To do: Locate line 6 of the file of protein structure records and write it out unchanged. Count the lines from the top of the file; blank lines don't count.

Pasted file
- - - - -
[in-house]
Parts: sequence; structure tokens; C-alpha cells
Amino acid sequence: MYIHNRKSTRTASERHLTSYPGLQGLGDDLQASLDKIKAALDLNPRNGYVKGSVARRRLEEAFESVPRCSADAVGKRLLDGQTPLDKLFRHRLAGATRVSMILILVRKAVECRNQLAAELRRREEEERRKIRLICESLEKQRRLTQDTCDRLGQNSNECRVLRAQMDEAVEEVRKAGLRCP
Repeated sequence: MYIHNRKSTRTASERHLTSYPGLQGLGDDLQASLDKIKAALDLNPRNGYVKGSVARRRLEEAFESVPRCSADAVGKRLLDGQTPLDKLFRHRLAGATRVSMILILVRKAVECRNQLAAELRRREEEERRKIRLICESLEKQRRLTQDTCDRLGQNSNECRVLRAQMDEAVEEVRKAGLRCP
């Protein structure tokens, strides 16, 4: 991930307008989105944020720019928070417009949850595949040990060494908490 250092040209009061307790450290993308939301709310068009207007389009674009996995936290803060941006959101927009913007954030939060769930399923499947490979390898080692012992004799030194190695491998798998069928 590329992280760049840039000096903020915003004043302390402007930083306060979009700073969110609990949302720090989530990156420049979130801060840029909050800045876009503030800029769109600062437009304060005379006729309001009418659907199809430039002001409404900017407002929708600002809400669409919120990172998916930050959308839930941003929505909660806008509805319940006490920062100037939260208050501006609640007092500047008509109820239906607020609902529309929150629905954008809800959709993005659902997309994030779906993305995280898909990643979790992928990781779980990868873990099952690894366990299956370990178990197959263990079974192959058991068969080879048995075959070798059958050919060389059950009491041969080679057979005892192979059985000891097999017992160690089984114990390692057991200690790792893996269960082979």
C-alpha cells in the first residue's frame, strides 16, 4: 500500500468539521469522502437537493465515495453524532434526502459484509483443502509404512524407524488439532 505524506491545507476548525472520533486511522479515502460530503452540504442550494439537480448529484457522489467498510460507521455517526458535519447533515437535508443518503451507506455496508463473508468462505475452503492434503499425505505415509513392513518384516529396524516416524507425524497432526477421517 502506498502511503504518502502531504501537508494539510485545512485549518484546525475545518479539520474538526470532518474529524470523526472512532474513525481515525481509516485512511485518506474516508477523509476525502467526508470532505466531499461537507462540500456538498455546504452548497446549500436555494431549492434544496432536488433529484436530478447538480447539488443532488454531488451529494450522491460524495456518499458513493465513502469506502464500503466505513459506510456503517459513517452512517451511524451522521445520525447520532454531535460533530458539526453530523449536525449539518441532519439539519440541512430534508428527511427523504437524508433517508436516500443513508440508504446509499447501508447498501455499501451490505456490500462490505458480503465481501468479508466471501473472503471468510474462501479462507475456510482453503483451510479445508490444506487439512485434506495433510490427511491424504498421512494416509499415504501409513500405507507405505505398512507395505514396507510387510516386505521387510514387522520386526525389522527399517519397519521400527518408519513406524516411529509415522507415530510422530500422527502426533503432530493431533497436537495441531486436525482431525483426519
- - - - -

C-alpha cells in the first residue's frame, strides 16, 4: 500500500468539521469522502437537493465515495453524532434526502459484509483443502509404512524407524488439532 505524506491545507476548525472520533486511522479515502460530503452540504442550494439537480448529484457522489467498510460507521455517526458535519447533515437535508443518503451507506455496508463473508468462505475452503492434503499425505505415509513392513518384516529396524516416524507425524497432526477421517 502506498502511503504518502502531504501537508494539510485545512485549518484546525475545518479539520474538526470532518474529524470523526472512532474513525481515525481509516485512511485518506474516508477523509476525502467526508470532505466531499461537507462540500456538498455546504452548497446549500436555494431549492434544496432536488433529484436530478447538480447539488443532488454531488451529494450522491460524495456518499458513493465513502469506502464500503466505513459506510456503517459513517452512517451511524451522521445520525447520532454531535460533530458539526453530523449536525449539518441532519439539519440541512430534508428527511427523504437524508433517508436516500443513508440508504446509499447501508447498501455499501451490505456490500462490505458480503465481501468479508466471501473472503471468510474462501479462507475456510482453503483451510479445508490444506487439512485434506495433510490427511491424504498421512494416509499415504501409513500405507507405505505398512507395505514396507510387510516386505521387510514387522520386526525389522527399517519397519521400527518408519513406524516411529509415522507415530510422530500422527502426533503432530493431533497436537495441531486436525482431525483426519